January retail sales increase 1.1% year on year amid cost-of-living squeeze

Australian retail sales increased a modest 1.1% year-on-year in January 2024, with cost-of-living pressures, impacting discretionary spend and forcing several categories into decline.

According to figures released today by the Australian Bureau of Statistics (ABS), shoppers spent $35.7 billion across the country in January.

Category performance was mixed, with the highest year-on-year sales increases in other retailing – including recreational, sporting goods and cosmetics (up 2.8%).

Cafes, restaurants, and takeaway (up 2.5%) and food (up 1.9%) also recorded growth.

Clothing, footwear and accessories (down 1.7%), household goods (down 1.4%) and department stores (down 1.3%) reported spending decline in January.

Most states and territories recorded growth year-on-year, led by Tasmania and Northern Territory (both up 2.8%), Queensland (up 2.6%), South Australia (up 2.2%), Western Australia (up 1.8%), ACT (up 1.0%) and Victoria (up 0.8%).

New South Wales recorded a spending decline of 0.3%.

Australian Retailers Association (ARA) CEO Paul Zahra said January’s results were subdued as anticipated, likely a result of shoppers limiting their spending after Christmas and the first week of Boxing Day sales.

“The two strongest performers, ‘other retailing’ and cafes, restaurants, and takeaway, would have been bolstered by people wanting to enjoy their summer outdoors,” he said.

“While spending on food remains stable, the category performance has reduced in recent months with shoppers increasingly opting for value brands and lower cost options where possible.

“The biggest discretionary categories, clothing, household goods and department stores, all suffered decline as Australians tightened their purse strings amid the cost-of-living crunch.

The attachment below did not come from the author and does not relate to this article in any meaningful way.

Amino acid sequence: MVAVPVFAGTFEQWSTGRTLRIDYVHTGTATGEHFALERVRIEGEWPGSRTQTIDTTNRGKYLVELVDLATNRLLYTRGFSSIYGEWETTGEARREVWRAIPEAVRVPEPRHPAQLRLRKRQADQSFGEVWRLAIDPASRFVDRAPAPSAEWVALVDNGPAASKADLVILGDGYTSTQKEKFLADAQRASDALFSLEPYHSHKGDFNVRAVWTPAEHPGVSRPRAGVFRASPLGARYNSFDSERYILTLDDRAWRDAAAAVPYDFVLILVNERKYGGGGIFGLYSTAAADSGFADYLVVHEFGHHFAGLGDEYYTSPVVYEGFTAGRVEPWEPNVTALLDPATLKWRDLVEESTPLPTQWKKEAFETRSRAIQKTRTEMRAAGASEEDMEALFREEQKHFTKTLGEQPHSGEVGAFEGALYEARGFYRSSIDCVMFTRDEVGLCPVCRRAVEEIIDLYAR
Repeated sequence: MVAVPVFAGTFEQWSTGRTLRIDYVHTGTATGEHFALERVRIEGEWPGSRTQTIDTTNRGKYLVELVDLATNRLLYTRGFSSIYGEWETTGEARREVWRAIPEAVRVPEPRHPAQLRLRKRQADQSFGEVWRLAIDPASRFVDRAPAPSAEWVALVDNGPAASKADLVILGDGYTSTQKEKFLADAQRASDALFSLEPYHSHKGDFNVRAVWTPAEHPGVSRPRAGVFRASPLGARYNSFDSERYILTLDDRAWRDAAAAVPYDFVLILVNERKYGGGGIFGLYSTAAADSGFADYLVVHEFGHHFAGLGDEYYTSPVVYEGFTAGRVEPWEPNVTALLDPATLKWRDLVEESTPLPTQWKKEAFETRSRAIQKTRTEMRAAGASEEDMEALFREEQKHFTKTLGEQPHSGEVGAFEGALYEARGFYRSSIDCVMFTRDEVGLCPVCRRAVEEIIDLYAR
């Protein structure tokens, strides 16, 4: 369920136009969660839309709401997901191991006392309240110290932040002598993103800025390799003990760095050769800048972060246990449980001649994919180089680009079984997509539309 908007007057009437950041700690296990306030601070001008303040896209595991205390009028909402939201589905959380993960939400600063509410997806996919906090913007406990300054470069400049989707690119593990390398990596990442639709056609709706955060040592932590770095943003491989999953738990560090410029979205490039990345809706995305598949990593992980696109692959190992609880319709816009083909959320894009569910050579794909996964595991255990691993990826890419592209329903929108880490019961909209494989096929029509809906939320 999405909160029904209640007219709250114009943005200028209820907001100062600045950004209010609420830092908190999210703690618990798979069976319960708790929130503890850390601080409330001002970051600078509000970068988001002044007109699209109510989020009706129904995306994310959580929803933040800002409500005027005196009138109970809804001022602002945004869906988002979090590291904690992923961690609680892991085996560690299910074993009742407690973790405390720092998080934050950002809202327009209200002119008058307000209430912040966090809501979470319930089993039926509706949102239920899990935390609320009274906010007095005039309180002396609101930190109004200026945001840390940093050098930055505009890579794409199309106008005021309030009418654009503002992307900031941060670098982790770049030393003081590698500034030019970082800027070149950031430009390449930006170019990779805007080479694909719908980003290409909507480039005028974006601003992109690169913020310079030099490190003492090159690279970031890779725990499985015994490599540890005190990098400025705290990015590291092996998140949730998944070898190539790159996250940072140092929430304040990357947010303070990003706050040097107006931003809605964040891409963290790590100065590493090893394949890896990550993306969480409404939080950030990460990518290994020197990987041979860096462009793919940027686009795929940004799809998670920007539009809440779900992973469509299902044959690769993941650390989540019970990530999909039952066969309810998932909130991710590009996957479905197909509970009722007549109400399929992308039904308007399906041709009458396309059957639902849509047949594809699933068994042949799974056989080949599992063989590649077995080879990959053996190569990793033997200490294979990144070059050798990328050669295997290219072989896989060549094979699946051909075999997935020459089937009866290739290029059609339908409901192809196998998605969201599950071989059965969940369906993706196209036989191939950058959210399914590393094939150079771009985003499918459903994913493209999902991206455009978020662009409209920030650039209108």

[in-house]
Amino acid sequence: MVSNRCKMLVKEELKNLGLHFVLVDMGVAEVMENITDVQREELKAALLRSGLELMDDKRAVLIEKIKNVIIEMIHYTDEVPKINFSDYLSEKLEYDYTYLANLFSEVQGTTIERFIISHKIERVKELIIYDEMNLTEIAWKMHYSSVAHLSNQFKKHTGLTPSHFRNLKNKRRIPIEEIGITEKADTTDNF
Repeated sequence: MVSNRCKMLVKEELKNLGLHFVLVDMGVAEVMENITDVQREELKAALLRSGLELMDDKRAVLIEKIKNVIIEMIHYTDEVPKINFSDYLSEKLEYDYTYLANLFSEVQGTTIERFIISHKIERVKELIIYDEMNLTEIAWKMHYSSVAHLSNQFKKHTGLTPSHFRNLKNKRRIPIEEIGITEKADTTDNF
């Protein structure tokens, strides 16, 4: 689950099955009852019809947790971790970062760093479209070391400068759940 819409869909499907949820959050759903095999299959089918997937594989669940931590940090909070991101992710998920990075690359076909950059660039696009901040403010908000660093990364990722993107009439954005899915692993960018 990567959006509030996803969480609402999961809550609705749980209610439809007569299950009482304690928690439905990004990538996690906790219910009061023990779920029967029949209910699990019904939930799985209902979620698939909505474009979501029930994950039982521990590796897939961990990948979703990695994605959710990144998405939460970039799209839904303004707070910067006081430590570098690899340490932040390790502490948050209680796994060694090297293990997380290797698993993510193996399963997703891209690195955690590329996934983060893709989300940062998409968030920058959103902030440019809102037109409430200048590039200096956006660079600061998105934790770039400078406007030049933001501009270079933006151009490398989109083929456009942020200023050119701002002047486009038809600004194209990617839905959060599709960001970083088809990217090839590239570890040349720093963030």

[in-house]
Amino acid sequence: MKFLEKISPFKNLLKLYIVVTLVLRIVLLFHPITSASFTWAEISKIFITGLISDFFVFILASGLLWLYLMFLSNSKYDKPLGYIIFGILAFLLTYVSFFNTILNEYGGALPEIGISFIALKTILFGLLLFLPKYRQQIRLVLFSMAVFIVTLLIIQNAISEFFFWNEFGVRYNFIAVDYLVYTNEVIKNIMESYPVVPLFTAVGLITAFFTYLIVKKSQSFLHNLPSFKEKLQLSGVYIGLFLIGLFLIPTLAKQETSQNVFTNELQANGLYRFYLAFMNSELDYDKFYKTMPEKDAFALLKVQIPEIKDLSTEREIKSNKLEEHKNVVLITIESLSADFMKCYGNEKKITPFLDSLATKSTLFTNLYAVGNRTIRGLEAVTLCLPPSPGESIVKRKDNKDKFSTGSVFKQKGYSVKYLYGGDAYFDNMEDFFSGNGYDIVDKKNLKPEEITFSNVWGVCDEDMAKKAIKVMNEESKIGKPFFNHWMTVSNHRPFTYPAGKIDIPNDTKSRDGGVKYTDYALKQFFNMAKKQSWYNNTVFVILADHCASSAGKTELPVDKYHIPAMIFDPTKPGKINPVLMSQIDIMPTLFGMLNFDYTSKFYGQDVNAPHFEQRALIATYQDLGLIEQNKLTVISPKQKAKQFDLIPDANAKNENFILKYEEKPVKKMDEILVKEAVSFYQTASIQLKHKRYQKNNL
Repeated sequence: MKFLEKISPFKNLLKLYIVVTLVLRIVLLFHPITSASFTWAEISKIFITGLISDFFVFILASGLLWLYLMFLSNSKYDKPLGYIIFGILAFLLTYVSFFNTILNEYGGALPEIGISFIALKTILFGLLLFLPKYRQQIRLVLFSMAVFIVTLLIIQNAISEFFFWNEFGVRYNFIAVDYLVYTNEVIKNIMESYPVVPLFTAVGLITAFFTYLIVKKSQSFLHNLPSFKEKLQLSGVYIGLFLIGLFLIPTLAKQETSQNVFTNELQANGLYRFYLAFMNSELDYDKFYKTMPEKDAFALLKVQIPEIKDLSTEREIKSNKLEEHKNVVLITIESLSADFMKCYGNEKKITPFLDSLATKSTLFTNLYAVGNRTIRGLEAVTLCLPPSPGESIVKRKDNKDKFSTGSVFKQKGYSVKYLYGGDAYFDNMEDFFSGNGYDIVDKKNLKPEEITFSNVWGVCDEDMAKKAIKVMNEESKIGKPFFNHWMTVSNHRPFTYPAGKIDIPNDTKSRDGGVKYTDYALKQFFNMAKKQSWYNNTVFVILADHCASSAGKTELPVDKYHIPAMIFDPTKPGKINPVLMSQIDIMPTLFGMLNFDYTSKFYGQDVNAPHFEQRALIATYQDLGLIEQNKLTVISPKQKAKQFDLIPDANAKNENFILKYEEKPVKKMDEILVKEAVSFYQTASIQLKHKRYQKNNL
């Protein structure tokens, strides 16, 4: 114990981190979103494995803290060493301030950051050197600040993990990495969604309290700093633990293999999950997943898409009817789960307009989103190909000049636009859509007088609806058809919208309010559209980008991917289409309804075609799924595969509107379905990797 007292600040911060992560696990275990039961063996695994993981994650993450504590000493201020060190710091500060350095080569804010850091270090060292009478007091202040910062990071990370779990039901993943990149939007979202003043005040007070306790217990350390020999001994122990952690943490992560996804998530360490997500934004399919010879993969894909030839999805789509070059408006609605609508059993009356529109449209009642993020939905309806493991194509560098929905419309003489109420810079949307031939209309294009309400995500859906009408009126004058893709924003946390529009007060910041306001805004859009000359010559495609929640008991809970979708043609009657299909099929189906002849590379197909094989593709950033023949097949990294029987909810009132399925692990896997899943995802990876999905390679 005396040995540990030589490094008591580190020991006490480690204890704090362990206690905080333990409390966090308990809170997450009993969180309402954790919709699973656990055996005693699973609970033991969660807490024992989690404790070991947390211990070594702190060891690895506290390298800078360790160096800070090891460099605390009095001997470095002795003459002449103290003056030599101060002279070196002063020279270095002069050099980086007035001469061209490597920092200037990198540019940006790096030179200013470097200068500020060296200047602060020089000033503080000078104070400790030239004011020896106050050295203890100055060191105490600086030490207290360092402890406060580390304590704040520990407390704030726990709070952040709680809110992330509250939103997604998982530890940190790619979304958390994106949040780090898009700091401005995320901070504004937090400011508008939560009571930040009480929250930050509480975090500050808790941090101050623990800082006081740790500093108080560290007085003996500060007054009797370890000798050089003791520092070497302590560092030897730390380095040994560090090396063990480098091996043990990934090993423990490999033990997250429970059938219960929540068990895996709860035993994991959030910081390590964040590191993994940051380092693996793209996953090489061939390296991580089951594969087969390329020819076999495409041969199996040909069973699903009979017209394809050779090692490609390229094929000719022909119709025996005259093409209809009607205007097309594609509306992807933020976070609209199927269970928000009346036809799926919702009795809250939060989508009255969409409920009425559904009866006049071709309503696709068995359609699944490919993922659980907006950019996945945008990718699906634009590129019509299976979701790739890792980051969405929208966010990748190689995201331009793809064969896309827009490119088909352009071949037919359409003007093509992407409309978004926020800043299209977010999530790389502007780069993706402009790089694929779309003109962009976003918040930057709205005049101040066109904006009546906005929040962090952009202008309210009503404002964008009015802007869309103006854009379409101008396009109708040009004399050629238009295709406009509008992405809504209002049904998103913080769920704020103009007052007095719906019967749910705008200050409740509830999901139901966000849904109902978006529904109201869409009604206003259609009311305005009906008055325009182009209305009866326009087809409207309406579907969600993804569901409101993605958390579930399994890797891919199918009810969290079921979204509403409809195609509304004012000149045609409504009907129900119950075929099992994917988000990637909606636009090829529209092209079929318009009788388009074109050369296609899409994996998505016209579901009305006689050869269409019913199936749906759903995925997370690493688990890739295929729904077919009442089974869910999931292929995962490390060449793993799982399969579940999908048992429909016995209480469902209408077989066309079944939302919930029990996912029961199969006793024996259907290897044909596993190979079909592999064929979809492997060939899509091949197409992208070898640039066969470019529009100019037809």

“Shoppers are continuing to feel the impact of the cost-of-living challenges and interest rate increases, making it a difficult time to be a discretionary retailer.”

Mr Zahra said the Reserve Bank of Australia’s (RBA) next monetary decision on March 19 will have significant bearing on the trading months ahead.

“Inflation is trending downward and retail spending has softened significantly, which we hope will encourage the RBA to pause interest rates again, with the aim to lower them at some point this year,” Mr Zahra added.

CATEGORY January 2023 January 2024CHANGE
Food$13.967 billion$14.233 billion+1.9%
Household goods$5.857 billion$5.771 billion-1.4%
Clothing, footwear, accessories$2.985 billion$2.932 billion-1.7%
Department stores$1.901 billion$1.876 billion-1.3%
Cafes, restaurants, takeaway$5.246 billion$5.380 billion+2.5%
Other$5.376 billion$5.529 billion+2.8%
Total$35.335 billion$35.723 billion+1.1%
STATEJanuary 2023January 2024CHANGE
New South Wales$11.176 billion$11.139 billion-0.3%
Victoria$9.113 billion$9.189 billion+0.8%
Queensland$7.183 billion$7.373 billion+2.6%
South Australia$2.267 billion$2.319 billion+2.2%
Western Australia$3.912 billion$3.982 billion+1.8%
Tasmania$706 million$726 million+2.8%
Northern Territory$315 million$324 million+2.8%
ACT$662 million$669 million+1.0 %
Total$35.335 billion$35.723 billion+1.1%

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